The healing power of lard?
If you’ve paid much attention to nutrition in the past few years, you’ll know that the saturated-fat is-evil-eat-more-wonderbread-food-pyramid lipid hypothesis has been pretty solidly disproven. Yes, there will always be a few diehards clinging to what the USDA taught them in grade school, but not too many people are still convinced that cholesterol and saturated fat will steal your lunch money and say mean things to your mom.
One of my favorite examples of this is a food that has been maligned for decades: Lard.
Lard is the fat, both rendered and unrendered, from pigs. For centuries it was (and still is) a staple ingredient in the cooking of people from a vast array of cultures, none of whom regularly had toddlers with type 2 diabetes.
The highest grade is called leaf lard and is made from the visceral fat surrounding the kidneys and loin of the pig. Leaf lard has little pork flavor and is preferred by bakers because it produces moist, flaky pastries.
The second grade is called fatback and is from a source much like bacon. It’s from the subcutaneous fatty layer between the skin and muscle of the pig.
The final grade is made from the soft fat around organs like the small intestine, known as caul fat. It’s commonly used as a sausage casing and is a component of several traditional British, Italian and French foods.
Lard is used in much the same way as butter and has been experiencing a recent surge in popularity, particularly with high end restaurants and the paleo community, which in some areas (Europe, mostly) is actually producing a supply shortage.
But why has this product been so disparaged in the past? The very word conjures images of people and activities that are anything but healthy.
A strong factor in the original reason for the replacement of lard with trans fat laden shortening products like Crisco is that the real thing was heavily rationed during World War II and a replacement was needed. Once it was realized that the replacement was cheaper to produce and sell for higher profit margins, the incentives for convincing the public that it was good for them began springing up.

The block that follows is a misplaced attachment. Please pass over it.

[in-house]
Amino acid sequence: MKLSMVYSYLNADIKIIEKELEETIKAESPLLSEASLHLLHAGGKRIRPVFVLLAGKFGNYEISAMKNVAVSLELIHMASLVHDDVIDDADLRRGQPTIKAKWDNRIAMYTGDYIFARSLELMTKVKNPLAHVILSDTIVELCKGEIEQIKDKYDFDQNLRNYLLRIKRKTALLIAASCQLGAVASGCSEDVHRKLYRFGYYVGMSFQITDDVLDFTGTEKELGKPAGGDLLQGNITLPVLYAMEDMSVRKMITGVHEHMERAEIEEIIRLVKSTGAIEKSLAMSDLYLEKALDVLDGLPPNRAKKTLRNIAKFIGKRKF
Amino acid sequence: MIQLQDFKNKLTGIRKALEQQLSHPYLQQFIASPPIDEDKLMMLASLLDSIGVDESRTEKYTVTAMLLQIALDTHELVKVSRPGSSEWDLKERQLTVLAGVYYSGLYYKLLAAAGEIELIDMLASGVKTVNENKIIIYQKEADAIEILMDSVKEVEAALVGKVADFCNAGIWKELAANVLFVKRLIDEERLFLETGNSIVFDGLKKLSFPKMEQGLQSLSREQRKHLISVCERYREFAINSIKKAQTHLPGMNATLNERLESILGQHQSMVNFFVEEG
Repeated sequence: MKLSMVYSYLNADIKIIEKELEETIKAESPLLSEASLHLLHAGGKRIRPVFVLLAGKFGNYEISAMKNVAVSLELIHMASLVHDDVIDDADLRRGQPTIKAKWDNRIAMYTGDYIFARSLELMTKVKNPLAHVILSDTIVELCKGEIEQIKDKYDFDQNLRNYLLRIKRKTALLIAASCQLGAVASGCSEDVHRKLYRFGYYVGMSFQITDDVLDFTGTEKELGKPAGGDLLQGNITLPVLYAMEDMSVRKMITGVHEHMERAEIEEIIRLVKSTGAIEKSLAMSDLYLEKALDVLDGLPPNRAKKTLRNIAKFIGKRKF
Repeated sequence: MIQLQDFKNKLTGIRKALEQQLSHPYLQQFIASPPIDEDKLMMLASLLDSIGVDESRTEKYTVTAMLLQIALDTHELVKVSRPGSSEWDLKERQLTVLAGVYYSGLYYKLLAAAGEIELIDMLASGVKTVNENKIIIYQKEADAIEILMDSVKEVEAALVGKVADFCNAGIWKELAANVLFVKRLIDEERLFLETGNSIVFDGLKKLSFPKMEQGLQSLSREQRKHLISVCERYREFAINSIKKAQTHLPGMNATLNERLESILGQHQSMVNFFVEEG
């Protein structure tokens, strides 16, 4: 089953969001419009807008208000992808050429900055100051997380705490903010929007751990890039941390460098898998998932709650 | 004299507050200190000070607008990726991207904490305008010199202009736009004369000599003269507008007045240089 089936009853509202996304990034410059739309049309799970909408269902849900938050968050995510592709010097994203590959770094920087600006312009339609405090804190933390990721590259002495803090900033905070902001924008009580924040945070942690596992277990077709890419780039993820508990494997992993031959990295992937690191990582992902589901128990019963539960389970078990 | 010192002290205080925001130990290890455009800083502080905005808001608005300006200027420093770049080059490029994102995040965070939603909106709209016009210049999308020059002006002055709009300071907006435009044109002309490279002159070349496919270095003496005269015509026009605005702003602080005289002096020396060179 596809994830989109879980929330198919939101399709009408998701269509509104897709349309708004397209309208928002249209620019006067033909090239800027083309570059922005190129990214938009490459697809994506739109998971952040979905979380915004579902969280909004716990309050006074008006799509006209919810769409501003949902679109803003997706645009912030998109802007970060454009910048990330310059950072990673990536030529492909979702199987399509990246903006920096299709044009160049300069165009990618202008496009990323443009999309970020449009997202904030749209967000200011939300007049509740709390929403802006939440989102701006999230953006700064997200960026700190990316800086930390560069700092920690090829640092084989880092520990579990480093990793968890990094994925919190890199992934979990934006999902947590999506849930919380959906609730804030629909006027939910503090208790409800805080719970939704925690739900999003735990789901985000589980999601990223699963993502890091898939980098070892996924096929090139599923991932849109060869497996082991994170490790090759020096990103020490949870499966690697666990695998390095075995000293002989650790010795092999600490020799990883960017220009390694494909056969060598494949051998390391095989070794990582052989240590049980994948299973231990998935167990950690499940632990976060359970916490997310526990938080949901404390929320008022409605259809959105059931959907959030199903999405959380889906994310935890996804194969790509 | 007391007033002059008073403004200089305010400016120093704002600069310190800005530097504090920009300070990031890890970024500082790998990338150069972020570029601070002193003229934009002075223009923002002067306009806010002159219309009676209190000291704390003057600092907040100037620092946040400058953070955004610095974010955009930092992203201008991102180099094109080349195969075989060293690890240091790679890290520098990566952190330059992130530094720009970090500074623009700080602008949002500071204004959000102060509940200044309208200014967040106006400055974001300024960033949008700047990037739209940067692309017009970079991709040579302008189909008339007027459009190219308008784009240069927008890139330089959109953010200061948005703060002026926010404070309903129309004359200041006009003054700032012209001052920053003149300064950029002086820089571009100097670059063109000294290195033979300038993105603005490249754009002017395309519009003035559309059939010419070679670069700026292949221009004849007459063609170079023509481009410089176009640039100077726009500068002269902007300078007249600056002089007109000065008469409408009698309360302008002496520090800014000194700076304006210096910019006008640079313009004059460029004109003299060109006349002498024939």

This coincided shortly with (although didn’t produce) the beginnings of the lipid hypothesis. Soon, Americans began replacing animal fats in their diet with hydrogenated vegetable oils.
The main reason is lard’s saturated fat content. Even with the fallacy that hydrogenated vegetable oils are anything but poison well past, lard is easily dismissed as being too high in saturated fat and inferior to oils like the champion of heart health: olive oil.
The thing is that lard, as well as just about any other animal fat, isn’t much different from olive oil when it comes to its nutritional profile.
Here’s a fantastic explanation of why this is, from the blog of Mary Dan Eades:
“Now let’s compare lard to that darling of the disciples of the Mediterranean diet: olive oil. Olive oil contains 71% oleic acid, that heart-healthy, monounsaturated fat that we’re supposed to get more of. Lard contains 44% oleic acid, which is more than sesame oil (41%) and double or nearly so the amount in corn oil (28%) walnut oil (28%), and flaxseed oil (21%), more than double the amount in cottonseed oil (19%) and sunflower oil (19%), and nearly triple that in grapeseed oil (15%) and safflower oil (13%). The oleic acid content of lard also exceeds that in beef tallow (43%), butterfat (29%), and human butterfat (ie the fat of breast milk at 35%).
Lard also contains a fair amount (14%) of the 18-carbon saturated fat, stearic acid, which has been shown in clinical testing to lower cholesterol. Important, of course, only if that’s actually a valid cardiovascular health parameter when it’s all said and done, which is looking more and more doubtful with each passing day. Certainly there are many who still think it so. Consumers spend an annual $14.8 billion on statins in an effort to lower cholesterol–a sad commentary, when stearic acid is a whole lot cheaper and safer.
Like olive oil, lard contains 10% of the omega-6 fatty acid linoleic acid, again, roughly the same as human butterfat (breast milk) at 9%.